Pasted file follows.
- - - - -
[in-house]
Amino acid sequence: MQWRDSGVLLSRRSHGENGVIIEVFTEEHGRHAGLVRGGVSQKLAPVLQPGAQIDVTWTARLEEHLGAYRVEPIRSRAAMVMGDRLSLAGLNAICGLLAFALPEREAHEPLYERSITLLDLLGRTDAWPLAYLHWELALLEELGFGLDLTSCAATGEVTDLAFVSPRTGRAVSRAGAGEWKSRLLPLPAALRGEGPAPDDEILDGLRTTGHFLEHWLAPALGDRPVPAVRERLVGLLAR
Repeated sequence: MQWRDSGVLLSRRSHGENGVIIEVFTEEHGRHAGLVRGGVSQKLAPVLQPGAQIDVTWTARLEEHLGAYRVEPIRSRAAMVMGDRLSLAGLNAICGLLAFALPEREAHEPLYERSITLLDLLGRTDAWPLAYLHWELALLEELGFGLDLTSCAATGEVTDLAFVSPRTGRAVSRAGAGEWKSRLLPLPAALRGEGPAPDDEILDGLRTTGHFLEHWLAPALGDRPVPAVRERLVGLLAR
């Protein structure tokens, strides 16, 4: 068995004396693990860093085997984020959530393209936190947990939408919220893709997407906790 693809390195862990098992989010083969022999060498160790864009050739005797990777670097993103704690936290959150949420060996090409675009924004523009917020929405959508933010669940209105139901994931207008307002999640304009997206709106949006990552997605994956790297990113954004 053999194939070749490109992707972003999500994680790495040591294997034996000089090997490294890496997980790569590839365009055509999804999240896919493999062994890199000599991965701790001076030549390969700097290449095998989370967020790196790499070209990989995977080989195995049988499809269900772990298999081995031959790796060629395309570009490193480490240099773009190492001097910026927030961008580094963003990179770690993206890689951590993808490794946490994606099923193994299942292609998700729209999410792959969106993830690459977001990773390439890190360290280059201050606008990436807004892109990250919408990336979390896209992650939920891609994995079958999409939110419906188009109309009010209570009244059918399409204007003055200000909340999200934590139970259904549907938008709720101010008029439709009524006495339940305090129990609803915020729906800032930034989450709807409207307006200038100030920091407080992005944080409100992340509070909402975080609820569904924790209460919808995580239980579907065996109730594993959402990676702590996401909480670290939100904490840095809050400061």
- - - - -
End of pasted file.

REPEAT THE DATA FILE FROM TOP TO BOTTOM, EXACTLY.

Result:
[in-house]
Amino acid sequence: MQWRDSGVLLSRRSHGENGVIIEVFTEEHGRHAGLVRGGVSQKLAPVLQPGAQIDVTWTARLEEHLGAYRVEPIRSRAAMVMGDRLSLAGLNAICGLLAFALPEREAHEPLYERSITLLDLLGRTDAWPLAYLHWELALLEELGFGLDLTSCAATGEVTDLAFVSPRTGRAVSRAGAGEWKSRLLPLPAALRGEGPAPDDEILDGLRTTGHFLEHWLAPALGDRPVPAVRERLVGLLAR
Repeated sequence: MQWRDSGVLLSRRSHGENGVIIEVFTEEHGRHAGLVRGGVSQKLAPVLQPGAQIDVTWTARLEEHLGAYRVEPIRSRAAMVMGDRLSLAGLNAICGLLAFALPEREAHEPLYERSITLLDLLGRTDAWPLAYLHWELALLEELGFGLDLTSCAATGEVTDLAFVSPRTGRAVSRAGAGEWKSRLLPLPAALRGEGPAPDDEILDGLRTTGHFLEHWLAPALGDRPVPAVRERLVGLLAR
């Protein structure tokens, strides 16, 4: 068995004396693990860093085997984020959530393209936190947990939408919220893709997407906790 693809390195862990098992989010083969022999060498160790864009050739005797990777670097993103704690936290959150949420060996090409675009924004523009917020929405959508933010669940209105139901994931207008307002999640304009997206709106949006990552997605994956790297990113954004 053999194939070749490109992707972003999500994680790495040591294997034996000089090997490294890496997980790569590839365009055509999804999240896919493999062994890199000599991965701790001076030549390969700097290449095998989370967020790196790499070209990989995977080989195995049988499809269900772990298999081995031959790796060629395309570009490193480490240099773009190492001097910026927030961008580094963003990179770690993206890689951590993808490794946490994606099923193994299942292609998700729209999410792959969106993830690459977001990773390439890190360290280059201050606008990436807004892109990250919408990336979390896209992650939920891609994995079958999409939110419906188009109309009010209570009244059918399409204007003055200000909340999200934590139970259904549907938008709720101010008029439709009524006495339940305090129990609803915020729906800032930034989450709807409207307006200038100030920091407080992005944080409100992340509070909402975080609820569904924790209460919808995580239980579907065996109730594993959402990676702590996401909480670290939100904490840095809050400061």